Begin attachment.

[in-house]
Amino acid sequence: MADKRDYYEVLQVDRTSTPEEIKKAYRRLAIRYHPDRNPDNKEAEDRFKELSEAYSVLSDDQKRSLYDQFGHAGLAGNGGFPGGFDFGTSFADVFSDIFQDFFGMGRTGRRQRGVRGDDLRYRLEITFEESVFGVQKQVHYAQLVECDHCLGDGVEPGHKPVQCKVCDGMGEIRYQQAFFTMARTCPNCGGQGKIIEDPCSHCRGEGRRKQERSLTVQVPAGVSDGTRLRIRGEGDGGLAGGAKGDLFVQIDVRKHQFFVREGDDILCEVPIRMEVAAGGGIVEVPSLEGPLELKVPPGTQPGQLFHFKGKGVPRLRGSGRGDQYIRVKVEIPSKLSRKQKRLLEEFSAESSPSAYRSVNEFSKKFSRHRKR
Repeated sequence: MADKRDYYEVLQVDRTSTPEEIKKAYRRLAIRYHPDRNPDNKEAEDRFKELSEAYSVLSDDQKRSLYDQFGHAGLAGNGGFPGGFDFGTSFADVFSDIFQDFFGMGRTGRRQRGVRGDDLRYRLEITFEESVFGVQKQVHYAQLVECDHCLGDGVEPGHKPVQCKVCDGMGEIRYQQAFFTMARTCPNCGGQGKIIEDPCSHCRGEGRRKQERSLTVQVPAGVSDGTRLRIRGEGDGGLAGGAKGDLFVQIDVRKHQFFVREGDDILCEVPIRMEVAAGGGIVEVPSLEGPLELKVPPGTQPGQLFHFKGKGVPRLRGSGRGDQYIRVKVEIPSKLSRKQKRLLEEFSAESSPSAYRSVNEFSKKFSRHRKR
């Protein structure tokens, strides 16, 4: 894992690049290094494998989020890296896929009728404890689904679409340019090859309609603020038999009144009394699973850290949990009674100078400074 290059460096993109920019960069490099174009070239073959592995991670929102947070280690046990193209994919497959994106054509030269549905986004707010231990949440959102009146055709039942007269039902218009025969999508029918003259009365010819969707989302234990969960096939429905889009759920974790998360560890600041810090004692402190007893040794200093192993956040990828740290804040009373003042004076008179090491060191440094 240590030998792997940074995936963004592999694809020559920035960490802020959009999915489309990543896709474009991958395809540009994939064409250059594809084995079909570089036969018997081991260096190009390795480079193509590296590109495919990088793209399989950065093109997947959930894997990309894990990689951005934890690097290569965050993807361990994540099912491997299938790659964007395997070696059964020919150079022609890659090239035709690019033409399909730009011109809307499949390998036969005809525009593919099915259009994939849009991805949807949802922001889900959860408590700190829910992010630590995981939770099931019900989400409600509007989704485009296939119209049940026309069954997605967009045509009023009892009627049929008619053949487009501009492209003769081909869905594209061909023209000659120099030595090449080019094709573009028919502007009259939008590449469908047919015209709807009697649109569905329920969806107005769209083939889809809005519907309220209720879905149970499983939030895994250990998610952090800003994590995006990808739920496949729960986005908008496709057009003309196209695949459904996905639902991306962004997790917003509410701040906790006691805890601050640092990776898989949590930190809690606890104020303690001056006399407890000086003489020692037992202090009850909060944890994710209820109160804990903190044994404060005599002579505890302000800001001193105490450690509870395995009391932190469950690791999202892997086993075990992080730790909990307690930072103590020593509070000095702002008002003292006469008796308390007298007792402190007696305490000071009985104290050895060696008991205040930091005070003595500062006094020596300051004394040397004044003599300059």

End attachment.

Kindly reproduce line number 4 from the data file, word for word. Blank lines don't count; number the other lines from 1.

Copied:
């Protein structure tokens, strides 16, 4: 894992690049290094494998989020890296896929009728404890689904679409340019090859309609603020038999009144009394699973850290949990009674100078400074 290059460096993109920019960069490099174009070239073959592995991670929102947070280690046990193209994919497959994106054509030269549905986004707010231990949440959102009146055709039942007269039902218009025969999508029918003259009365010819969707989302234990969960096939429905889009759920974790998360560890600041810090004692402190007893040794200093192993956040990828740290804040009373003042004076008179090491060191440094 240590030998792997940074995936963004592999694809020559920035960490802020959009999915489309990543896709474009991958395809540009994939064409250059594809084995079909570089036969018997081991260096190009390795480079193509590296590109495919990088793209399989950065093109997947959930894997990309894990990689951005934890690097290569965050993807361990994540099912491997299938790659964007395997070696059964020919150079022609890659090239035709690019033409399909730009011109809307499949390998036969005809525009593919099915259009994939849009991805949807949802922001889900959860408590700190829910992010630590995981939770099931019900989400409600509007989704485009296939119209049940026309069954997605967009045509009023009892009627049929008619053949487009501009492209003769081909869905594209061909023209000659120099030595090449080019094709573009028919502007009259939008590449469908047919015209709807009697649109569905329920969806107005769209083939889809809005519907309220209720879905149970499983939030895994250990998610952090800003994590995006990808739920496949729960986005908008496709057009003309196209695949459904996905639902991306962004997790917003509410701040906790006691805890601050640092990776898989949590930190809690606890104020303690001056006399407890000086003489020692037992202090009850909060944890994710209820109160804990903190044994404060005599002579505890302000800001001193105490450690509870395995009391932190469950690791999202892997086993075990992080730790909990307690930072103590020593509070000095702002008002003292006469008796308390007298007792402190007696305490000071009985104290050895060696008991205040930091005070003595500062006094020596300051004394040397004044003599300059």